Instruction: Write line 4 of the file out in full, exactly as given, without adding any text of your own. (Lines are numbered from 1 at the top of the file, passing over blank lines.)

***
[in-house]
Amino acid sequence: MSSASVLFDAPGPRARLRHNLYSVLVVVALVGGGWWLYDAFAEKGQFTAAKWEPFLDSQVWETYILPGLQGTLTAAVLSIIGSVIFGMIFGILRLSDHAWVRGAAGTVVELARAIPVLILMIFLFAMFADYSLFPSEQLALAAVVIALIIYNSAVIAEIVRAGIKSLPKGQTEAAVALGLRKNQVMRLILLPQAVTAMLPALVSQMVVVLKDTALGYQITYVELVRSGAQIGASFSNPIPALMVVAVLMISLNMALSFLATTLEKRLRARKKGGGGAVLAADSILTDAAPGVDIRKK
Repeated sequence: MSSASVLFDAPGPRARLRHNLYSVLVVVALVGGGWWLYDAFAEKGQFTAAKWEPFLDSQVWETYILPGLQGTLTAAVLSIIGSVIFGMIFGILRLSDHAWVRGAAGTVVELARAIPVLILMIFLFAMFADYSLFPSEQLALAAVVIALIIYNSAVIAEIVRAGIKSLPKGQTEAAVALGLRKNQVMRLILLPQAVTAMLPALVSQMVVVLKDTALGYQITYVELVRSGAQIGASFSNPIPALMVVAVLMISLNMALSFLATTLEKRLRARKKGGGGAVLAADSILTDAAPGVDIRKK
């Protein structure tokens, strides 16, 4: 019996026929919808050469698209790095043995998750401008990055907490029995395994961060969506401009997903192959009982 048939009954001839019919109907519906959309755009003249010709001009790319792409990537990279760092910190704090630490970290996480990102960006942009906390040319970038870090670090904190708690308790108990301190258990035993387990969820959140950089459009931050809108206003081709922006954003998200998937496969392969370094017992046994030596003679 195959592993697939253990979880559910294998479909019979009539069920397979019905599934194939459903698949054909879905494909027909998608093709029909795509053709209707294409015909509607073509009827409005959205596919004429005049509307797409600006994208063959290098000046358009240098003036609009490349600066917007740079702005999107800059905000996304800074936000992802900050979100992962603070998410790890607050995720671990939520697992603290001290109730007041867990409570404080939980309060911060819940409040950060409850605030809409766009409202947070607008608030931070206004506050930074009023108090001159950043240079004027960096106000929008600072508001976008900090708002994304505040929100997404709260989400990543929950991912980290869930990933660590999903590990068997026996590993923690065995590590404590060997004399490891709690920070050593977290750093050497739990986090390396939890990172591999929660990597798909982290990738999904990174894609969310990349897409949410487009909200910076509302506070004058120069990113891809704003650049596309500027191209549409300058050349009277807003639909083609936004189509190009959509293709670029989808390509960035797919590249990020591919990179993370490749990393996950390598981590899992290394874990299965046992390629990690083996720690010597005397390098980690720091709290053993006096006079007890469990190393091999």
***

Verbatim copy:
């Protein structure tokens, strides 16, 4: 019996026929919808050469698209790095043995998750401008990055907490029995395994961060969506401009997903192959009982 048939009954001839019919109907519906959309755009003249010709001009790319792409990537990279760092910190704090630490970290996480990102960006942009906390040319970038870090670090904190708690308790108990301190258990035993387990969820959140950089459009931050809108206003081709922006954003998200998937496969392969370094017992046994030596003679 195959592993697939253990979880559910294998479909019979009539069920397979019905599934194939459903698949054909879905494909027909998608093709029909795509053709209707294409015909509607073509009827409005959205596919004429005049509307797409600006994208063959290098000046358009240098003036609009490349600066917007740079702005999107800059905000996304800074936000992802900050979100992962603070998410790890607050995720671990939520697992603290001290109730007041867990409570404080939980309060911060819940409040950060409850605030809409766009409202947070607008608030931070206004506050930074009023108090001159950043240079004027960096106000929008600072508001976008900090708002994304505040929100997404709260989400990543929950991912980290869930990933660590999903590990068997026996590993923690065995590590404590060997004399490891709690920070050593977290750093050497739990986090390396939890990172591999929660990597798909982290990738999904990174894609969310990349897409949410487009909200910076509302506070004058120069990113891809704003650049596309500027191209549409300058050349009277807003639909083609936004189509190009959509293709670029989808390509960035797919590249990020591919990179993370490749990393996950390598981590899992290394874990299965046992390629990690083996720690010597005397390098980690720091709290053993006096006079007890469990190393091999």